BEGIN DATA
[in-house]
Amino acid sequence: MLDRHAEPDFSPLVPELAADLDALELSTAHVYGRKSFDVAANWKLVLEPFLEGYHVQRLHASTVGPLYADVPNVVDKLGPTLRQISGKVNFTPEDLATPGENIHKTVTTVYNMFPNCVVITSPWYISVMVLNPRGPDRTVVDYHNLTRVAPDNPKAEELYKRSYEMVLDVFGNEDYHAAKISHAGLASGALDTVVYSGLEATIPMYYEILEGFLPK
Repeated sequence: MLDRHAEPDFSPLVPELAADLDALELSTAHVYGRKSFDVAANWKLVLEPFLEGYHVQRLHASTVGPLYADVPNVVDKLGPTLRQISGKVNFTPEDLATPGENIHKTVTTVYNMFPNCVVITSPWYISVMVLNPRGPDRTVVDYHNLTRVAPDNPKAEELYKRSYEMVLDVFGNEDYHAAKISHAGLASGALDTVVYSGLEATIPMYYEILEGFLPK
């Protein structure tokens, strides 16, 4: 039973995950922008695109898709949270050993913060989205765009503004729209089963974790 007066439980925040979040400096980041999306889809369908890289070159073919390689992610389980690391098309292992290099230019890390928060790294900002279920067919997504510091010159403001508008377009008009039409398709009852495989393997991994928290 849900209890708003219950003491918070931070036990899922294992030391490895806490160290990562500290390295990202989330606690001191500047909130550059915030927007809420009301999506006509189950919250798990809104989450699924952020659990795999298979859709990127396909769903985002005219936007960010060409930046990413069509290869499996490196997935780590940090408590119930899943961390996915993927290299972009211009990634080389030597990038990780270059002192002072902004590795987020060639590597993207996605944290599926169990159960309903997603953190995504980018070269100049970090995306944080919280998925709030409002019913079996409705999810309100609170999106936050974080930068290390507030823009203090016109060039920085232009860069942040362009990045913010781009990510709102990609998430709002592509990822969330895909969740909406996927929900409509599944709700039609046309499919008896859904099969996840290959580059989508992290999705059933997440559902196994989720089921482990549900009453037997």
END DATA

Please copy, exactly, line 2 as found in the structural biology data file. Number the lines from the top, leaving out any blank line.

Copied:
Amino acid sequence: MLDRHAEPDFSPLVPELAADLDALELSTAHVYGRKSFDVAANWKLVLEPFLEGYHVQRLHASTVGPLYADVPNVVDKLGPTLRQISGKVNFTPEDLATPGENIHKTVTTVYNMFPNCVVITSPWYISVMVLNPRGPDRTVVDYHNLTRVAPDNPKAEELYKRSYEMVLDVFGNEDYHAAKISHAGLASGALDTVVYSGLEATIPMYYEILEGFLPK